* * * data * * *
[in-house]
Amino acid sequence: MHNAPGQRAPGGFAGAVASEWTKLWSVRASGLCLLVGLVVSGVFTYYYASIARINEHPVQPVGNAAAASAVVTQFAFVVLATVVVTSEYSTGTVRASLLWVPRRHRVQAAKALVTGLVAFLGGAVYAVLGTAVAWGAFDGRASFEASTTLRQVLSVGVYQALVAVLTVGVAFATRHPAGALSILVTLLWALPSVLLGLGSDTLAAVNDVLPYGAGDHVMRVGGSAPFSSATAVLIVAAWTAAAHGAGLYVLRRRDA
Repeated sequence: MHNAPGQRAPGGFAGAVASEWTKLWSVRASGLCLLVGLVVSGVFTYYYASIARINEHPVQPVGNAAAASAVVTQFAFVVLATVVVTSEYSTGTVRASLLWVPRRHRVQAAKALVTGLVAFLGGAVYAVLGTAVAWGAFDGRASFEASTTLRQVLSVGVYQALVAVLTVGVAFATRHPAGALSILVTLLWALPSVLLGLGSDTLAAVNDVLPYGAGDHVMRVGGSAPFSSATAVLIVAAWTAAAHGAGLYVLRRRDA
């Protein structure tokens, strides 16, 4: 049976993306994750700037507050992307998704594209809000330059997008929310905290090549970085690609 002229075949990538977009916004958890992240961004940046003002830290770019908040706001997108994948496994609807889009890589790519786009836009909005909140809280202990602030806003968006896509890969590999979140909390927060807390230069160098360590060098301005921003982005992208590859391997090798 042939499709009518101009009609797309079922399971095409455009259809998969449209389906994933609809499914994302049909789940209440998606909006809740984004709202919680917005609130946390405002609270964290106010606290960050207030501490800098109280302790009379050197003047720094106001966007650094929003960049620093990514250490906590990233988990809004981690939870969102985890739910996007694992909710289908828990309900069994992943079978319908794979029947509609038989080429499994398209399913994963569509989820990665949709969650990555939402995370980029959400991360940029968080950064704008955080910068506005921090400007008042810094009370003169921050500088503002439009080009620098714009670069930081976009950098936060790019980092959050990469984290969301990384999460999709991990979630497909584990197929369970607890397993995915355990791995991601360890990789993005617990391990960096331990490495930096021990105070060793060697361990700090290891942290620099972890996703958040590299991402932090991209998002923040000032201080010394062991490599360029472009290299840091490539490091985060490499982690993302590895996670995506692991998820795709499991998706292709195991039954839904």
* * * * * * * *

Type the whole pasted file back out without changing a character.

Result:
[in-house]
Amino acid sequence: MHNAPGQRAPGGFAGAVASEWTKLWSVRASGLCLLVGLVVSGVFTYYYASIARINEHPVQPVGNAAAASAVVTQFAFVVLATVVVTSEYSTGTVRASLLWVPRRHRVQAAKALVTGLVAFLGGAVYAVLGTAVAWGAFDGRASFEASTTLRQVLSVGVYQALVAVLTVGVAFATRHPAGALSILVTLLWALPSVLLGLGSDTLAAVNDVLPYGAGDHVMRVGGSAPFSSATAVLIVAAWTAAAHGAGLYVLRRRDA
Repeated sequence: MHNAPGQRAPGGFAGAVASEWTKLWSVRASGLCLLVGLVVSGVFTYYYASIARINEHPVQPVGNAAAASAVVTQFAFVVLATVVVTSEYSTGTVRASLLWVPRRHRVQAAKALVTGLVAFLGGAVYAVLGTAVAWGAFDGRASFEASTTLRQVLSVGVYQALVAVLTVGVAFATRHPAGALSILVTLLWALPSVLLGLGSDTLAAVNDVLPYGAGDHVMRVGGSAPFSSATAVLIVAAWTAAAHGAGLYVLRRRDA
């Protein structure tokens, strides 16, 4: 049976993306994750700037507050992307998704594209809000330059997008929310905290090549970085690609 002229075949990538977009916004958890992240961004940046003002830290770019908040706001997108994948496994609807889009890589790519786009836009909005909140809280202990602030806003968006896509890969590999979140909390927060807390230069160098360590060098301005921003982005992208590859391997090798 042939499709009518101009009609797309079922399971095409455009259809998969449209389906994933609809499914994302049909789940209440998606909006809740984004709202919680917005609130946390405002609270964290106010606290960050207030501490800098109280302790009379050197003047720094106001966007650094929003960049620093990514250490906590990233988990809004981690939870969102985890739910996007694992909710289908828990309900069994992943079978319908794979029947509609038989080429499994398209399913994963569509989820990665949709969650990555939402995370980029959400991360940029968080950064704008955080910068506005921090400007008042810094009370003169921050500088503002439009080009620098714009670069930081976009950098936060790019980092959050990469984290969301990384999460999709991990979630497909584990197929369970607890397993995915355990791995991601360890990789993005617990391990960096331990490495930096021990105070060793060697361990700090290891942290620099972890996703958040590299991402932090991209998002923040000032201080010394062991490599360029472009290299840091490539490091985060490499982690993302590895996670995506692991998820795709499991998706292709195991039954839904």